This led us to begin looking into these regions, to understand the cellular and biological processes that might be affected by Denisovan DNA. We took a hybrid approach to this question, making computational predictions first, and following up with laboratory-based experiments to validate our findings.
In addition, we took advantage of the known Neanderthal DNA within these people to highlight any Denisovan-specific contribution. This gave us a more integrated understanding of how encounters with these relatives left potential biological and evolutionary consequences in modern humans.
A unique Denisovan contribution
We noticed that in Papuans, Denisovan and Neanderthal genetic variants both occasionally occur within parts of the genome responsible for modulating the expression levels of nearby genes.
However, only Denisovan variants are consistently predicted to occur and affect elements controlling the expression levels of immune-related genes.
So, these different sources of DNA might contribute to the genetic and phenotypic diversity within Papuans in different ways.
To validate our predictions, we designed an experiment comparing five Denisovan sequences against their modern human counterpart, and tested their ability to actually affect gene expression levels inside a particular kind of immune cell known as a lymphocyte.
In two of the five cases, the Denisovan variants did have a measurably different impact on the gene expression levels than their modern human counterpart. And they impact genes known to be important players in the response to infectious microbes, including viruses.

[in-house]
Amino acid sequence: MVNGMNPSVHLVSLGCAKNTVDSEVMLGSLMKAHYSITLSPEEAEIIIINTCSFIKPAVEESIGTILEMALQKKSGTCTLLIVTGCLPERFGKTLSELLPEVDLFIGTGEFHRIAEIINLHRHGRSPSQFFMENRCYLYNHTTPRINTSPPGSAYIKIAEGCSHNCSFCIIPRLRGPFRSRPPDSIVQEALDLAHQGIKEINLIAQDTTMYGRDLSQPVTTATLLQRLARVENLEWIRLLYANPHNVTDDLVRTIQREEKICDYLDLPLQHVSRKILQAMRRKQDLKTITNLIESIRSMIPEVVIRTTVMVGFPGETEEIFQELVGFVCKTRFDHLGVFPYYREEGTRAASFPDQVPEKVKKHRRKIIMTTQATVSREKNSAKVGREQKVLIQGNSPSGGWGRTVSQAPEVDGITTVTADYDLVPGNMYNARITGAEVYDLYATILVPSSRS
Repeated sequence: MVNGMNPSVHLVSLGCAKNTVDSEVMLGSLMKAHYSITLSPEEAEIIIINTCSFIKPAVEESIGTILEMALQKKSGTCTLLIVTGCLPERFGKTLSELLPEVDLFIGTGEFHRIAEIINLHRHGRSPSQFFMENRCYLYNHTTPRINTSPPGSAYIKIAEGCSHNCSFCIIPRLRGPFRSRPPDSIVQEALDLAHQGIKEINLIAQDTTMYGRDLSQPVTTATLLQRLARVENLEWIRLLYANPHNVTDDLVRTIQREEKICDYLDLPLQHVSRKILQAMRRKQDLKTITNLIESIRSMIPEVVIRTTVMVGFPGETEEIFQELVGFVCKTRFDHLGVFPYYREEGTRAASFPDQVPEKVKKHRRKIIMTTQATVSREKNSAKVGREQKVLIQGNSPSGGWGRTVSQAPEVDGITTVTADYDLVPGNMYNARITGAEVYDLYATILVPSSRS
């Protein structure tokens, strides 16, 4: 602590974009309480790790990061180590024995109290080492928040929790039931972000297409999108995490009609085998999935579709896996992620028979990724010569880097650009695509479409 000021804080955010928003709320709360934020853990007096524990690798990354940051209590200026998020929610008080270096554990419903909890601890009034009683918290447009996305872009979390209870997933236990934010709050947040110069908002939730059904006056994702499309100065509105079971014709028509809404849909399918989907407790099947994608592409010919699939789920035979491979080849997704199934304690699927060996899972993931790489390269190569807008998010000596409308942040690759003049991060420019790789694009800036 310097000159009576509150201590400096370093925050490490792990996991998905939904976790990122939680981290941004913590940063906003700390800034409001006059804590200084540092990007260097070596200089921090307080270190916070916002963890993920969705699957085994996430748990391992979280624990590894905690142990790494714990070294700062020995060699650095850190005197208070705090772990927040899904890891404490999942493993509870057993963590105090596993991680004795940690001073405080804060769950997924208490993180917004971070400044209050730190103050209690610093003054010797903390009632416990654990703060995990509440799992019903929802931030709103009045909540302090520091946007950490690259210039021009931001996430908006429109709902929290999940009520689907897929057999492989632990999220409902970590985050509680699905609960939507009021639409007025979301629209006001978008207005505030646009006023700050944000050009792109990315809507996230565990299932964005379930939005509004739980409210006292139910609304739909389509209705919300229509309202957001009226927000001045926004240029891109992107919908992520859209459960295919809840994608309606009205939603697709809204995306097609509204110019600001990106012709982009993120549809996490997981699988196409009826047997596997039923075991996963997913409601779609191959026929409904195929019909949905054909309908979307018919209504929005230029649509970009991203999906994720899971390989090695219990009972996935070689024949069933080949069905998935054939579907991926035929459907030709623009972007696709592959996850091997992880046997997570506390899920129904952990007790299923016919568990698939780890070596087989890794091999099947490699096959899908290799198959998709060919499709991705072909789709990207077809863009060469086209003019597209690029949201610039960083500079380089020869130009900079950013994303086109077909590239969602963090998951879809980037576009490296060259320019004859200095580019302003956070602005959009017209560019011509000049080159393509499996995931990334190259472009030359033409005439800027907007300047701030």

The fact that Denisovans, but not Neanderthals, seem to have contributed to the immune systems of present-day Papuans, tells us something about these ancient people, too.
Although little is known about how widely through Asia Denisovans lived, it suggests their immune system changed to adapt to the infectious diseases of their environment.
When humans moved in 60,000 years ago, these bits of DNA likely contributed to our success in settling this part of the world.
While our study is the first to elucidate the contribution of Denisovan DNA within modern human genetic diversity, there are still exciting questions to address. In particular, it is not clear whether the overall contributions of Denisovan and Neanderthal genetic variants consistently differ from each other.
It is also important to note we tested genetic variants in immune cells under resting conditions. This means the same or other genetic variants might have different effects out in the environment – this will be an important question for studies in the future.
This article is republished from The Conversation is the world's leading publisher of research-based news and analysis. A unique collaboration between academics and journalists. It was written by: Irene Gallego Romero, The University of Melbourne and Davide Vespasiani, The University of Melbourne.
Irene Gallego Romero receives funding from the Australian Research Council, the Leakey Foundation, the Chan-Zuckerberg Initiative, the Royal Society of New Zealand and the French National Research Agency
Davide Vespasiani does not work for, consult, own shares in or receive funding from any company or organisation that would benefit from this article, and has disclosed no relevant affiliations beyond their academic appointment.